According to these results, it can be said that the learning environment designed based on learning styles has a large effect on students’ attitude toward course and learning retention.

Steps to Becoming a Master Teacher: Promote Student Creative Performance

Promote Student Creative Performance

Quadrant 4 is where people must adapt learning in their own unique ways.

The goal for teachers in Quadrant 4 is to help people produce creative adaptations or explorations of learning. This might involve evaluating the use of learning or producing or performing a creative interpretation or evaluation.

Key Question What If?

Screen Shot 2016-07-12 at 11.35.24 AMQuadrant 4 is where people create new understanding through personal evaluation and or extension of learning.  It is not enough to just understand the content, it must be put to use in the real world and adapted in a personally meaningful way.

This is just one of the things you will learn in 4MAT Training as you work to master this transformative approach to teaching and learning.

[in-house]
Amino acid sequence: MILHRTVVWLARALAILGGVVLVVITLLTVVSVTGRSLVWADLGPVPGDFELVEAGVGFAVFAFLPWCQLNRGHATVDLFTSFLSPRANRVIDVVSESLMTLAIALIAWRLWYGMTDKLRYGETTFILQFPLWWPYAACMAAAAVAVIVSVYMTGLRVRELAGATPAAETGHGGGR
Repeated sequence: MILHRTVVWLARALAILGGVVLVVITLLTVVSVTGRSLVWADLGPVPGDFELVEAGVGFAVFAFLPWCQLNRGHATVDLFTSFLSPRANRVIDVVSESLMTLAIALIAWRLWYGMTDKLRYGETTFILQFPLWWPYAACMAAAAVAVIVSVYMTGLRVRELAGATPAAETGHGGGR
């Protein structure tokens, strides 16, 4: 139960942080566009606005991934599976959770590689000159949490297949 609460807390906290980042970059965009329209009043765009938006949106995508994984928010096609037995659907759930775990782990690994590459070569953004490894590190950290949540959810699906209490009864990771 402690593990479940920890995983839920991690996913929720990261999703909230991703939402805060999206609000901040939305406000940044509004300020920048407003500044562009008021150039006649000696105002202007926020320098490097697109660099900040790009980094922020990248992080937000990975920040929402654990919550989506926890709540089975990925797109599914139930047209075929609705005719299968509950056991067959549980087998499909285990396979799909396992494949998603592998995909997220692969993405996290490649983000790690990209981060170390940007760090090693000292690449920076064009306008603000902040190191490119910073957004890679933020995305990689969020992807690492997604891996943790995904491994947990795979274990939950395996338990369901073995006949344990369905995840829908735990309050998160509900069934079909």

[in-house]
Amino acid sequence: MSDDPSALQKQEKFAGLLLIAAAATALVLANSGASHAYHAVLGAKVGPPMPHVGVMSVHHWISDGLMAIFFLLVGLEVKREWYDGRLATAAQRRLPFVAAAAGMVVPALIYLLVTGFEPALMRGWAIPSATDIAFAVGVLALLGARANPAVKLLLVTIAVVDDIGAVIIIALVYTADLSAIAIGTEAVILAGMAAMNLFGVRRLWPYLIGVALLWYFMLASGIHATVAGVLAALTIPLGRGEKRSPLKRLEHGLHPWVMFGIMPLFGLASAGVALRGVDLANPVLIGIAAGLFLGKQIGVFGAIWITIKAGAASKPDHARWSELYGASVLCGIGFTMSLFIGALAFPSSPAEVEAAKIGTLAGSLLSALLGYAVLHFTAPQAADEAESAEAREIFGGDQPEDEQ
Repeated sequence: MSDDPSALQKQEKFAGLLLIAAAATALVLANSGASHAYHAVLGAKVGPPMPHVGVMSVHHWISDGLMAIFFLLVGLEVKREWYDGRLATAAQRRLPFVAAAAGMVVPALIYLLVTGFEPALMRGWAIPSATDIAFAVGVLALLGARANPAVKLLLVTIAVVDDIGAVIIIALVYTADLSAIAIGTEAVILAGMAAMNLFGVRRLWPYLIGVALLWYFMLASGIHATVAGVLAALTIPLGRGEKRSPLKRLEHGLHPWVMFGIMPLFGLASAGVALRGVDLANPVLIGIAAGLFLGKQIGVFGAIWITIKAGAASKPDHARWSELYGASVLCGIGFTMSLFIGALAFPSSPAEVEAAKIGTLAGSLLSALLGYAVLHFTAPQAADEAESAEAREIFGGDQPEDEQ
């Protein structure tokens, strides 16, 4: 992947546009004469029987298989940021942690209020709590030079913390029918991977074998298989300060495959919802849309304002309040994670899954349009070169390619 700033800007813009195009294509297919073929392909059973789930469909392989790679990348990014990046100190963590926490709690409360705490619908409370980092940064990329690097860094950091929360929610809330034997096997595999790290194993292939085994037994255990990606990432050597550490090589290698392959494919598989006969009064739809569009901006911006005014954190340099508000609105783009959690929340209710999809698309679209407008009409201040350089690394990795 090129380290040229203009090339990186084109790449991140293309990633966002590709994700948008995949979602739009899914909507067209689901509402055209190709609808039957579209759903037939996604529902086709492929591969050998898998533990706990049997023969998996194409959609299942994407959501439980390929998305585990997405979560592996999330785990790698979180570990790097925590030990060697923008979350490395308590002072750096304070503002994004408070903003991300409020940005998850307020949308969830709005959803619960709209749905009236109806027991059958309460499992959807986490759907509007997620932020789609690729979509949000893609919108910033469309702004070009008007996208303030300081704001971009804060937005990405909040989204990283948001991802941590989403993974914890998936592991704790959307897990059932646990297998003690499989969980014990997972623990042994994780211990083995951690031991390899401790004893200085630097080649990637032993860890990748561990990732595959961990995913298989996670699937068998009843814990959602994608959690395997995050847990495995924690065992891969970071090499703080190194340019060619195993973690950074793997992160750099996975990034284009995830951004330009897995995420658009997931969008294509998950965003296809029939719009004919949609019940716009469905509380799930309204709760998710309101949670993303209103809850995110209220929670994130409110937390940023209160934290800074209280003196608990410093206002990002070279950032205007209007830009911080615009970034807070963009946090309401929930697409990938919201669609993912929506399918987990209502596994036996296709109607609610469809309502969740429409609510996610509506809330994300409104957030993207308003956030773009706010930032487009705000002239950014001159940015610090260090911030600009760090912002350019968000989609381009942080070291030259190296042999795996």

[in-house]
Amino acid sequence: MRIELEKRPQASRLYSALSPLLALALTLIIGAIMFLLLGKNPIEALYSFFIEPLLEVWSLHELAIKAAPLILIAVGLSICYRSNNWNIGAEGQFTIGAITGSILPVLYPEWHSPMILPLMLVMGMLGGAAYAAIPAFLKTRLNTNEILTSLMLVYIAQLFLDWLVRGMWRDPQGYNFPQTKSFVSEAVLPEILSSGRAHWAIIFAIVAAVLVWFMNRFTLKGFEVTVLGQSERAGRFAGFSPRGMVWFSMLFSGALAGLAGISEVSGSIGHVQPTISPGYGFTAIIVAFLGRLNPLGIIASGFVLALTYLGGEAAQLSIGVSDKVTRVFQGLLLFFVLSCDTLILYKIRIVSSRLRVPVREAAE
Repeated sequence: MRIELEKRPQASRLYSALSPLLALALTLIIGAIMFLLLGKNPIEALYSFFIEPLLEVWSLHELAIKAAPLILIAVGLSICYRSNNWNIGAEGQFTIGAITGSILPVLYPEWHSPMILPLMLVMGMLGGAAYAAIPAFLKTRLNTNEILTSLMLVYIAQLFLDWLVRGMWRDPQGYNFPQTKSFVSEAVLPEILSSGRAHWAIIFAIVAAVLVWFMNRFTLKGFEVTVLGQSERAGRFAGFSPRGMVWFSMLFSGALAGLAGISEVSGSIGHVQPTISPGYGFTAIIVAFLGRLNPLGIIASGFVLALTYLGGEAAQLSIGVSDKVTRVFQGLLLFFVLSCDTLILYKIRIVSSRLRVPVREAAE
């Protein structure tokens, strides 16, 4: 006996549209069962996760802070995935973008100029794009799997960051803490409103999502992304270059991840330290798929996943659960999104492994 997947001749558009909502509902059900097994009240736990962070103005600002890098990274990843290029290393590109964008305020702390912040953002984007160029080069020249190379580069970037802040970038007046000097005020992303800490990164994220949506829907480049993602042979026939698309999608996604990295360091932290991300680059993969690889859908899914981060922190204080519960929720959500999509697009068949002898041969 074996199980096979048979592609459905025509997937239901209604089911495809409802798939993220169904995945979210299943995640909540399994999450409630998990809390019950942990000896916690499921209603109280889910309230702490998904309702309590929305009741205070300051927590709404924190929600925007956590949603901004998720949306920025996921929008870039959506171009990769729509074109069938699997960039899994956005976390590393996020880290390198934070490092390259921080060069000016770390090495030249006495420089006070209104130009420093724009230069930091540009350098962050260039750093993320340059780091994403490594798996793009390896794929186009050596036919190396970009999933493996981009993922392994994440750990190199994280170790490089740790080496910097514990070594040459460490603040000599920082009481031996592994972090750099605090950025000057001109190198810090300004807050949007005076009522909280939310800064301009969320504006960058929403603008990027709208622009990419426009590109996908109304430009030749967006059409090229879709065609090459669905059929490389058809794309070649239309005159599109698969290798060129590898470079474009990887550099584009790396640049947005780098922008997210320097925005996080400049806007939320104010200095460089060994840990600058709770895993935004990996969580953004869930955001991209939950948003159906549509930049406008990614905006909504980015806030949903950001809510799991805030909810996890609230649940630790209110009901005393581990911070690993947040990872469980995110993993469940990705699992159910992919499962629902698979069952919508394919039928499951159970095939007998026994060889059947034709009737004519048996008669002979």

Learn More About 4MAT Training

But if you want to truly master the 4MAT Learning Cycle, or become a 4MAT In-House Trainer or Consultant, while earning One Full Graduate Credit Hour…

Learn more about 4MAT Online Training This Fall  (begins Sept 24th)

4MAT Pure and Simple Book Excerpt

Teaching seldom begins with meaningful experiential connections. Instruction often begins with lists of what must be learned—couched in measurable objectives concerning materials that are frequently outside learner experience and interest. Recent research from the Gates Foundation finds that less than 3% of teachers demonstrate regard for student perspectives.

And so teachers hear the incessant, ubiquitous Why do I need to know this? question.